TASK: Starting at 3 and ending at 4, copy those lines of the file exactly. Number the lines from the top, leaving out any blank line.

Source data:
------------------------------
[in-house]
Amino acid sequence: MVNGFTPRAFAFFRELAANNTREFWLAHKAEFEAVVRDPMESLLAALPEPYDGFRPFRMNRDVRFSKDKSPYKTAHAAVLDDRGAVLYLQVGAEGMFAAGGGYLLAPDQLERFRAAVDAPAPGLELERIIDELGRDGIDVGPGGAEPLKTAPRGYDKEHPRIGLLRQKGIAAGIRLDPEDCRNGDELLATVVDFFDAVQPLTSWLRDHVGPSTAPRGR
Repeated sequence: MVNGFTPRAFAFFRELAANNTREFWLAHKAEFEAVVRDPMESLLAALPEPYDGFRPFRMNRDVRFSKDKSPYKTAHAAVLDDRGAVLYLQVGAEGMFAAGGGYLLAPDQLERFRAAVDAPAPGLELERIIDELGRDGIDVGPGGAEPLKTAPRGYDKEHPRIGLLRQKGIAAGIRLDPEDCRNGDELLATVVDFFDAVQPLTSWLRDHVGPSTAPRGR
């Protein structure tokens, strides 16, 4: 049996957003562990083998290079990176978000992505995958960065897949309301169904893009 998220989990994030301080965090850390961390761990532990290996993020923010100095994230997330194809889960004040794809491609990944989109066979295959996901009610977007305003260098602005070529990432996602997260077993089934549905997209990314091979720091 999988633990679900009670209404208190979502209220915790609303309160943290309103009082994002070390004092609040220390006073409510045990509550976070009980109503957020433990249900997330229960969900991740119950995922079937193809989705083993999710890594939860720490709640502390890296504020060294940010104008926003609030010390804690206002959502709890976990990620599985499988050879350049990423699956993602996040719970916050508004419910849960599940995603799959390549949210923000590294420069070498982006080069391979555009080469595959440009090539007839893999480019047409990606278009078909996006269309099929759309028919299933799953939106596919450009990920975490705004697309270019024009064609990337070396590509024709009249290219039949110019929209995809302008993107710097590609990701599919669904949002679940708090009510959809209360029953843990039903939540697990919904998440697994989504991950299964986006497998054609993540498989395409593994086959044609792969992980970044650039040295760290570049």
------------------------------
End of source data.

Repeated sequence: MVNGFTPRAFAFFRELAANNTREFWLAHKAEFEAVVRDPMESLLAALPEPYDGFRPFRMNRDVRFSKDKSPYKTAHAAVLDDRGAVLYLQVGAEGMFAAGGGYLLAPDQLERFRAAVDAPAPGLELERIIDELGRDGIDVGPGGAEPLKTAPRGYDKEHPRIGLLRQKGIAAGIRLDPEDCRNGDELLATVVDFFDAVQPLTSWLRDHVGPSTAPRGR
């Protein structure tokens, strides 16, 4: 049996957003562990083998290079990176978000992505995958960065897949309301169904893009 998220989990994030301080965090850390961390761990532990290996993020923010100095994230997330194809889960004040794809491609990944989109066979295959996901009610977007305003260098602005070529990432996602997260077993089934549905997209990314091979720091 999988633990679900009670209404208190979502209220915790609303309160943290309103009082994002070390004092609040220390006073409510045990509550976070009980109503957020433990249900997330229960969900991740119950995922079937193809989705083993999710890594939860720490709640502390890296504020060294940010104008926003609030010390804690206002959502709890976990990620599985499988050879350049990423699956993602996040719970916050508004419910849960599940995603799959390549949210923000590294420069070498982006080069391979555009080469595959440009090539007839893999480019047409990606278009078909996006269309099929759309028919299933799953939106596919450009990920975490705004697309270019024009064609990337070396590509024709009249290219039949110019929209995809302008993107710097590609990701599919669904949002679940708090009510959809209360029953843990039903939540697990919904998440697994989504991950299964986006497998054609993540498989395409593994086959044609792969992980970044650039040295760290570049």